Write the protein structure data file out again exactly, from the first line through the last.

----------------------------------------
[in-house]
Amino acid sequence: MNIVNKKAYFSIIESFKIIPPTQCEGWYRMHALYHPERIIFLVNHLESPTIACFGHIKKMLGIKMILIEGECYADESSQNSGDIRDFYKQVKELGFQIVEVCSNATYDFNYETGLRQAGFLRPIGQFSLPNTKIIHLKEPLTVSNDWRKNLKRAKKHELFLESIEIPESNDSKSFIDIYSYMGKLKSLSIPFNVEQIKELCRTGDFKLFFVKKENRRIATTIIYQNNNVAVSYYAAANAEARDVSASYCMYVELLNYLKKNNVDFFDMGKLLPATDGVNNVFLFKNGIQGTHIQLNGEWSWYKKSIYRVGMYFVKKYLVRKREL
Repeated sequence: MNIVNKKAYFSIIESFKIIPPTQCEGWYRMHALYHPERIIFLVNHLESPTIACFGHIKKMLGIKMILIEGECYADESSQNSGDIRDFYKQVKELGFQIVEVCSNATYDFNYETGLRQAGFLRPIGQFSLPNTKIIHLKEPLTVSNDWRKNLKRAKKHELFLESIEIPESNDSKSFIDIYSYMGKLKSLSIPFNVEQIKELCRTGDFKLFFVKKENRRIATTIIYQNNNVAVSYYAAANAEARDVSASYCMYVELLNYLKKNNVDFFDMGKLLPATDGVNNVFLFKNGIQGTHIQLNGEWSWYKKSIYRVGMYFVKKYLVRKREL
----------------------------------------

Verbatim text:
[in-house]
Amino acid sequence: MNIVNKKAYFSIIESFKIIPPTQCEGWYRMHALYHPERIIFLVNHLESPTIACFGHIKKMLGIKMILIEGECYADESSQNSGDIRDFYKQVKELGFQIVEVCSNATYDFNYETGLRQAGFLRPIGQFSLPNTKIIHLKEPLTVSNDWRKNLKRAKKHELFLESIEIPESNDSKSFIDIYSYMGKLKSLSIPFNVEQIKELCRTGDFKLFFVKKENRRIATTIIYQNNNVAVSYYAAANAEARDVSASYCMYVELLNYLKKNNVDFFDMGKLLPATDGVNNVFLFKNGIQGTHIQLNGEWSWYKKSIYRVGMYFVKKYLVRKREL
Repeated sequence: MNIVNKKAYFSIIESFKIIPPTQCEGWYRMHALYHPERIIFLVNHLESPTIACFGHIKKMLGIKMILIEGECYADESSQNSGDIRDFYKQVKELGFQIVEVCSNATYDFNYETGLRQAGFLRPIGQFSLPNTKIIHLKEPLTVSNDWRKNLKRAKKHELFLESIEIPESNDSKSFIDIYSYMGKLKSLSIPFNVEQIKELCRTGDFKLFFVKKENRRIATTIIYQNNNVAVSYYAAANAEARDVSASYCMYVELLNYLKKNNVDFFDMGKLLPATDGVNNVFLFKNGIQGTHIQLNGEWSWYKKSIYRVGMYFVKKYLVRKREL